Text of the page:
The delayed-start trial design is one approach to separating symptomatic improvement from a true effect on disease progression. In this design, one group receives active treatment and another group receives placebo during the first period of the trial, and both groups receive active treatment during the second period of the trial. The results in the second period may show whether an effect is long term and disease modifying or short term and symptomatic.17 Figure 117 presents a schematic of the delayed trial design.
Figure 1. Schematic of the Delayed-Start Clinical Trial Design17
The delayed-start trial has the potential to demonstrate disease modification based on the following logic: improvements in the active treatment group during the first trial period could be due to disease modification or symptomatic improvement. During the second trial period, however, when both groups are receiving the active treatment, a sustained benefit in the early-start group as compared with the delayed-start group would represent evidence for disease modification. If the effect of the experimental treatment was due solely to symptomatic improvement, then both groups would show similar improvement from baseline during the second stage of the trial when both are receiving the same treatment.18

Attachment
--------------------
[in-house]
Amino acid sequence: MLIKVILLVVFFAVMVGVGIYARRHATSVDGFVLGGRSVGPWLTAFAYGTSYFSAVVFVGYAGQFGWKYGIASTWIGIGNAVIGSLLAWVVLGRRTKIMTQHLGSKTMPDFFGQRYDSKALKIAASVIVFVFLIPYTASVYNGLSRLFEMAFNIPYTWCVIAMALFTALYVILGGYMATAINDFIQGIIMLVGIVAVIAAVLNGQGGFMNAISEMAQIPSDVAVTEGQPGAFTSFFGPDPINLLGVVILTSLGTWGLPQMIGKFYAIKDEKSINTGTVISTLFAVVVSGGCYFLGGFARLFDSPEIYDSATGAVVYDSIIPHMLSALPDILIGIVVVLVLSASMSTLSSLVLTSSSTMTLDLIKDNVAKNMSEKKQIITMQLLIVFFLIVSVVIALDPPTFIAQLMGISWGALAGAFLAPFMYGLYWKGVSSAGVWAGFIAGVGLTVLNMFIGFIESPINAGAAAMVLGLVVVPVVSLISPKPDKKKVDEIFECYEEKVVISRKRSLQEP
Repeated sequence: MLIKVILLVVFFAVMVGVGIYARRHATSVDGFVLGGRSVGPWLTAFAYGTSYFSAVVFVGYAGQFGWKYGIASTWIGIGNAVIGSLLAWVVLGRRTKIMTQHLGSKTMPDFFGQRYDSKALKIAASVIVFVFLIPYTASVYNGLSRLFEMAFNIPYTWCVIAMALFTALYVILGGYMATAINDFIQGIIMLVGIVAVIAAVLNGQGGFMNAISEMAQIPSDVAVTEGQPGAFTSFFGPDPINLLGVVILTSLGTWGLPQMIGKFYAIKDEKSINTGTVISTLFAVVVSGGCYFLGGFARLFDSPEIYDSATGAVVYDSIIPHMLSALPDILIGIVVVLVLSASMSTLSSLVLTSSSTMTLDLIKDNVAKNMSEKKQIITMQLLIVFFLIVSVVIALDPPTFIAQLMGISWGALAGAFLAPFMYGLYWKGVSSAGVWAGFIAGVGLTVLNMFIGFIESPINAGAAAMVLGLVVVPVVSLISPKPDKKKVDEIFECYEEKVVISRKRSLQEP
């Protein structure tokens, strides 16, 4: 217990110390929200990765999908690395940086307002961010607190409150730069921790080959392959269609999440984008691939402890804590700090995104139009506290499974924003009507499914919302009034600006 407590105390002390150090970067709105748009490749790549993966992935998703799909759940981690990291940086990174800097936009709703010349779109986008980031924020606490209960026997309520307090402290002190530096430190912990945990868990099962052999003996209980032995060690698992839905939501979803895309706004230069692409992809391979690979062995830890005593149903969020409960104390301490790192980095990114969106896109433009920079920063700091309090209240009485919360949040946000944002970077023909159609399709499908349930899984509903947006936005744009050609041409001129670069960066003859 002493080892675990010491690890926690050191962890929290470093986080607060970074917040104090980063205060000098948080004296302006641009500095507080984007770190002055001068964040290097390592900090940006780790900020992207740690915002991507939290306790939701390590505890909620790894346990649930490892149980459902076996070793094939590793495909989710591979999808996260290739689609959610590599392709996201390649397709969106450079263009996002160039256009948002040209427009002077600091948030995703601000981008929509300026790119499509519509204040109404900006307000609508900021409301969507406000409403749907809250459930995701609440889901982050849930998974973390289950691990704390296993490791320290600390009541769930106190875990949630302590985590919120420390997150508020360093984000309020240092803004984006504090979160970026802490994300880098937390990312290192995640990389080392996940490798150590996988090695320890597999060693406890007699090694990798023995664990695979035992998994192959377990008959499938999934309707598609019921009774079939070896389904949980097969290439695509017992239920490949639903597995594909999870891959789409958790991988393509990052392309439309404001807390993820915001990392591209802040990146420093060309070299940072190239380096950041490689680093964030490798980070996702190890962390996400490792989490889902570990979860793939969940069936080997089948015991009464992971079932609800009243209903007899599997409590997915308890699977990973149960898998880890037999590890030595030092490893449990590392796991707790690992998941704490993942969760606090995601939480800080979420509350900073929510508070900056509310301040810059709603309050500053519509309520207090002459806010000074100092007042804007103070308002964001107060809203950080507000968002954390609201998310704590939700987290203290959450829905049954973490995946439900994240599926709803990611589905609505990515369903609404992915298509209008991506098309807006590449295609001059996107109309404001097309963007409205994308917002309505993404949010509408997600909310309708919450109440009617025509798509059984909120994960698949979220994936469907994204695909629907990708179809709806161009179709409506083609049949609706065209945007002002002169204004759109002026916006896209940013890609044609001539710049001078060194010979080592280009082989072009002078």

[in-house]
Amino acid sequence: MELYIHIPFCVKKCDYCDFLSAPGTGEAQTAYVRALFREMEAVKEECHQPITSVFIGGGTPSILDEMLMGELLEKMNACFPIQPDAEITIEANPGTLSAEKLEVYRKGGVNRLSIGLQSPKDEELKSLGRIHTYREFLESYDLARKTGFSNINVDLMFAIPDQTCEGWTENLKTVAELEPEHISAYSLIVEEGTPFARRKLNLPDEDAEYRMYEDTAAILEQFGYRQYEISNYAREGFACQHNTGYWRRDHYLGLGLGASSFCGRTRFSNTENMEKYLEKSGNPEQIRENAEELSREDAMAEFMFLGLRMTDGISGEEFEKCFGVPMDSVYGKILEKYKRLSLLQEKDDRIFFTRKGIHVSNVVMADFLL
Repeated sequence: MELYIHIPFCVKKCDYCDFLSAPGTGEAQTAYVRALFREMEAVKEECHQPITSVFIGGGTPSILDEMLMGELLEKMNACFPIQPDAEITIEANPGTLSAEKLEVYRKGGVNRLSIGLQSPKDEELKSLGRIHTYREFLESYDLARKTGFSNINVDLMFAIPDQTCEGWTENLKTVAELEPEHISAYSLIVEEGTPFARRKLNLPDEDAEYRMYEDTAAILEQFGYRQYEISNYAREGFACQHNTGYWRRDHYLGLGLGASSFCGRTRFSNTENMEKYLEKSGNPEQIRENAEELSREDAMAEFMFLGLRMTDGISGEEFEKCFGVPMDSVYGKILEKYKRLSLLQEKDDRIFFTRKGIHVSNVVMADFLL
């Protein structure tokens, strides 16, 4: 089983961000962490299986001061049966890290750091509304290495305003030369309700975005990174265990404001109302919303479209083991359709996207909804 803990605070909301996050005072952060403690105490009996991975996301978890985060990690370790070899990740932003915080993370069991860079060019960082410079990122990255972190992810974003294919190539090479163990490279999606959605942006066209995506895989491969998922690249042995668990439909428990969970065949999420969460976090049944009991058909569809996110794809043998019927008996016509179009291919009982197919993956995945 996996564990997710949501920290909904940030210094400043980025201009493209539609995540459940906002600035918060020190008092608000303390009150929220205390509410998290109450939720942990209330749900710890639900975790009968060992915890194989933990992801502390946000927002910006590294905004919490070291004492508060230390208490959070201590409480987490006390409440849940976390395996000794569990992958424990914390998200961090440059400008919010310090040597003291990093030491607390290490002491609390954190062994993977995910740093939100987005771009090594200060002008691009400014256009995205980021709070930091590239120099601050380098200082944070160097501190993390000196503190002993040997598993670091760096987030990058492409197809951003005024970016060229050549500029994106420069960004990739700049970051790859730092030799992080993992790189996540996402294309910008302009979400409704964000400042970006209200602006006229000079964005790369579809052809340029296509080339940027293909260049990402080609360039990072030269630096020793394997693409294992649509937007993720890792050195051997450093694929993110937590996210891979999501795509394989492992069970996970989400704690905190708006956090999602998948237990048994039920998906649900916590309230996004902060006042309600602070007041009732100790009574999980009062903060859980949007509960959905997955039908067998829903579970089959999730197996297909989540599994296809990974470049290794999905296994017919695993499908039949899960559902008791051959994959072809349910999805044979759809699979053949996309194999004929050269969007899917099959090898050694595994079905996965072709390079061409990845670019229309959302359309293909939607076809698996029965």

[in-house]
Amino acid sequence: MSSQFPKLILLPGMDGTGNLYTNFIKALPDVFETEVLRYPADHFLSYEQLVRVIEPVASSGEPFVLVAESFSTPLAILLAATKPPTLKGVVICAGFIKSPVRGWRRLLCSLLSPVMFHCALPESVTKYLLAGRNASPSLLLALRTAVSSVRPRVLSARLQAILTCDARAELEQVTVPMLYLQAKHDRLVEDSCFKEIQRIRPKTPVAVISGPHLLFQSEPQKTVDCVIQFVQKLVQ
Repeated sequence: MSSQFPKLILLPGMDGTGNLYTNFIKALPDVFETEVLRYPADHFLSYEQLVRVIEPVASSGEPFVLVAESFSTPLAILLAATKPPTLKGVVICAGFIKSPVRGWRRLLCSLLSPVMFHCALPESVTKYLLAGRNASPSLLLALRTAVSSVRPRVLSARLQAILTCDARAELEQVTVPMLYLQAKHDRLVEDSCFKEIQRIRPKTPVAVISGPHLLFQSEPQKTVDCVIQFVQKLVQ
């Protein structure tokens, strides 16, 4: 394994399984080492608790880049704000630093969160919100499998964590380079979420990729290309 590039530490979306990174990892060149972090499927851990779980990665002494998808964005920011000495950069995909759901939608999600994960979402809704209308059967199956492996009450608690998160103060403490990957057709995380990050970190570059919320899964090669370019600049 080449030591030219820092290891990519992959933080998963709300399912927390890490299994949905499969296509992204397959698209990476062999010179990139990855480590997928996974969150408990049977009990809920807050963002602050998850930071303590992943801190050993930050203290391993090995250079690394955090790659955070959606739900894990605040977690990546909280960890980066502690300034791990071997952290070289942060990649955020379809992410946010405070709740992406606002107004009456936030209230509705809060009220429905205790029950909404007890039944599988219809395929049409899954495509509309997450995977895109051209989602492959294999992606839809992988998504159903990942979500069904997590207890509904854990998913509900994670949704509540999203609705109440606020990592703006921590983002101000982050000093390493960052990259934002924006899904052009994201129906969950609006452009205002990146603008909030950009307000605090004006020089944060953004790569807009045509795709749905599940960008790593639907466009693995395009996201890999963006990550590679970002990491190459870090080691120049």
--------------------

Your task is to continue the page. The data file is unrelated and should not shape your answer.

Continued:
When designing a delayed-start trial, there is the problem of deciding how long a delay to useâie, how long the first trial stage needs to be in order for the drug to exert its putative disease-modifying effects. A delay of 6 months has been used in some trials, but there is no evidence that this delay is long enough for a putative neuroprotective agent to have a measurable effect. Holford and Nutt19 argue that actual time of complete wash-in and wash-out of symptomatic effects is not finite, and that a major limitation of delayed-start trials is the inherent assumption that some finite timing of these events can be prespecified. They suggest that this could be overcome by designing a trial with quantitative modeling of the entire time course of responses to clinical trial interventions, using data from every study visit rather than the first and last study visit.19
Ideally, one would like each of the stages of the delayed-start trial to be as long as possible, but if the stages are too long, a high or disproportionate dropout rate could compromise the results.20 Patients with highly symptomatic disease are also more likely to leave the study early, thereby limiting delayed-start trials largely to patient populations with mild early PD with slow progressionâa population in whom it is difficult to show measurable change.13
Delayed-start trials do not address the mechanism of disease modification, nor do they evaluate the full magnitude of benefit derived from the study drug over the course of an illness; they merely provide evidence that observed benefits are not the result of symptomatic relief alone.20
The delayed-start trials presented here investigated the effects of rasagiline (a monoamine oxidase-B inhibitor) on subjects with early PD.
The TEMPO Trial